N95 masks that are well past their expiration date or have been used and re-sterilized are acceptable alternatives to standard new single-use N95 masks, new research indicates. But some masks start off with better filtration efficiency than others.
Personal protective equipment (PPE) and especially N95 respirators — named for their ability to filter 95% or more of tiny 0.3-μm particles — are scarce commodities in the time of COVID-19.
Shortages in PPE and N95 masks have led some providers and health systems to get creative, adopting nonstandard practices such as using expired N95 masks and various decontamination processes to prolong their use. Hospitals are also turning to imported or donated masks that are not approved by the National Institute for Occupational Safety and Health (NIOSH) as a potential replacement for limited NIOSH-approved N95 masks.
But how safe and effective are these alternatives? A new study published online today in JAMA Internal Medicine provides some reassuring data.
Emily Sickbert-Bennett, PhD, with the Infection Prevention Department, University of North Carolina Health Care, Chapel Hill, and colleagues tested the fitted filtration efficiencies (FFEs) of 29 different fitted face mask alternatives worn by a male and female volunteer in a custom-built exposure chamber.
They measured FFEs during a series of repeated movements of the torso, head, and facial muscles to recreate typical occupational activities of the mask wearer. They used a particle generator to supplement ambient particle counts in the chamber.
According to Sickbert-Bennett and colleagues, N95 respirators up to 11 years past their expiration date with intact elastic straps and those that had been sterilized with ethylene oxide and hydrogen peroxide retained FFEs > 95%.
The performance of N95 masks in the wrong size was slightly lower, with FFEs between 90% and 95%.
The researchers also evaluated steam sterilization for two respirator models. Steam visibly distorted the 3M 1860 N95 respirators, rendering them “unsuitable” for reuse. However, the 3M 1870+ Aura face masks were not visibly altered and maintained > 95% FFE when put through a single cycle of steam autoclaving, they report.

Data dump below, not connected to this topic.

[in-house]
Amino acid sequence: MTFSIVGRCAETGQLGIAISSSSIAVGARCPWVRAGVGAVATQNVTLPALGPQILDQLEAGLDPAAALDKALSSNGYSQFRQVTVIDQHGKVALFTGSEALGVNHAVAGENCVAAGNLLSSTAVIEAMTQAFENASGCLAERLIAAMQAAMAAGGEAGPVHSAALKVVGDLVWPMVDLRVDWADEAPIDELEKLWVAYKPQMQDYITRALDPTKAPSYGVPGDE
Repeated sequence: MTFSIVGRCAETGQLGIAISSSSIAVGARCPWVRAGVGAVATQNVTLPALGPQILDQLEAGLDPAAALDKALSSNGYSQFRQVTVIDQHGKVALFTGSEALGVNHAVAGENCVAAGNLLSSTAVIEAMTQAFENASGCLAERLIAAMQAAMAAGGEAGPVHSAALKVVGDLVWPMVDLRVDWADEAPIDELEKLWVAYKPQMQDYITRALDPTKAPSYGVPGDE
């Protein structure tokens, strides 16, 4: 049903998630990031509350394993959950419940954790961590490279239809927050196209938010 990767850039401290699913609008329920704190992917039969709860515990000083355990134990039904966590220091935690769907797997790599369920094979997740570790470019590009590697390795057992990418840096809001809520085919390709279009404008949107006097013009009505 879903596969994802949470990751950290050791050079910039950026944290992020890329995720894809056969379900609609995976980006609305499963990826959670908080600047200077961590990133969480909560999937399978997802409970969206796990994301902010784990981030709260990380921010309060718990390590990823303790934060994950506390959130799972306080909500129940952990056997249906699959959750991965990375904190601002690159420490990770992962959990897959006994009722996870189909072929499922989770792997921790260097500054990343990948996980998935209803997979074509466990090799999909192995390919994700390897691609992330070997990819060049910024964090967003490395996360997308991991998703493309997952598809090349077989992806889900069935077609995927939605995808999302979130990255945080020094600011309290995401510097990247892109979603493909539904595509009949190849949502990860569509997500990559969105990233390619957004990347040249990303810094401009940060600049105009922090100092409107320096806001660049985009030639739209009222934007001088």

All six of the respirators not listed as approved failed to achieve 95% FFE. They are the SAS Safety Corp 8617 Duckbill; Fangtian Duckbill FT-032 with exhaust valve; Safe Life N95 B150; Jia Hu Kang KN95 mask with ear loops; Zhongshan Dongfeng Huangshang GM700; and Guangdong Fei Fan KN95.
In addition, neither of the two imported respirators approved by the US Centers for Disease Control and Prevention but not by NIOSH (Dasheng DTC-3X-1 and DTC-3X-2) achieved 95% FFE; DTC-3X-1 was the more effective of the two (approximately 80% FFE).
“These respirators, which have elastic ear loops and a vertical fold design, were least effective when the test individual bent at the waist and looked up and down,” say the researchers.
Surgical, Procedure Masks Likely Okay in Routine Care
Not surprisingly, surgical and procedure masks had substantially lower average FFEs than the N95 respirators, they found. The variability in their performances was largely dependent on the tightness of the contact between the material and the wearer’s skin.
In all tests, the FFE of masks secured with ties outperformed those secured with ear loops, researchers say.
Procedure masks with ear loops had FFEs of only 38.1%. They were least effective when the wearer’s head moved from left and right (21.2% FFE), and created visible gaps between the face mask and the wearer.
“Taken together, these data suggest that elastic ear loops may not provide adequate tension to maintain a tight fit during a typical range of motions. Moreover, these findings illustrate the importance of fit for maximizing the overall effectiveness of both respirators and masks,” the researchers write.
“This evaluation provides quantitative results on which health care administrators, supply chain leaders, and hospital epidemiologists can make evidence-based decisions to protect clinicians and other health care workers during a pandemic or long-term mask shortage,” Sickbert-Bennett and colleagues conclude.
The coauthors of a linked editorial say despite the apparent “imperfect” FFE of non-NIOSH approved respirators and surgical masks in the laboratory, “there is reason for optimism regarding their real-world effectiveness.”
It is “critically important” to find innovative ways to overcome PPE shortages, write Caitlin Dugdale, MD, and Rochelle Walensky, MD, MPH, from Massachusetts General Hospital, Boston.
“Frontline clinicians and essential health care workers who engage in the highest risk procedures should be afforded the highest level of protection with NIOSH-approved N95 respirators,” they point out.
The current study shows that reprocessed use and expired supply of N95 masks are “safe and offer excellent alternatives to standard single-use N95 masks. Despite lower filtration efficiencies of submicron particles, surgical masks and other N95 alternatives likely provide adequate protection against transmission for routine care.”
This study was supported by a cooperative agreement between the University of North Carolina at Chapel Hill and the US Environmental Protection Agency. Sickbert-Bennett has reported receiving consultation fees from PDI and Johnson & Johnson. Dugdale has reported receiving travel reimbursement from the Infectious Diseases Society of America and personal fees from the Joint United Nations Programme on HIV/AIDS.
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Cite this: Comparison of Mask Types Finds Key Differences in Filtration – Medscape – Aug 11, 2020.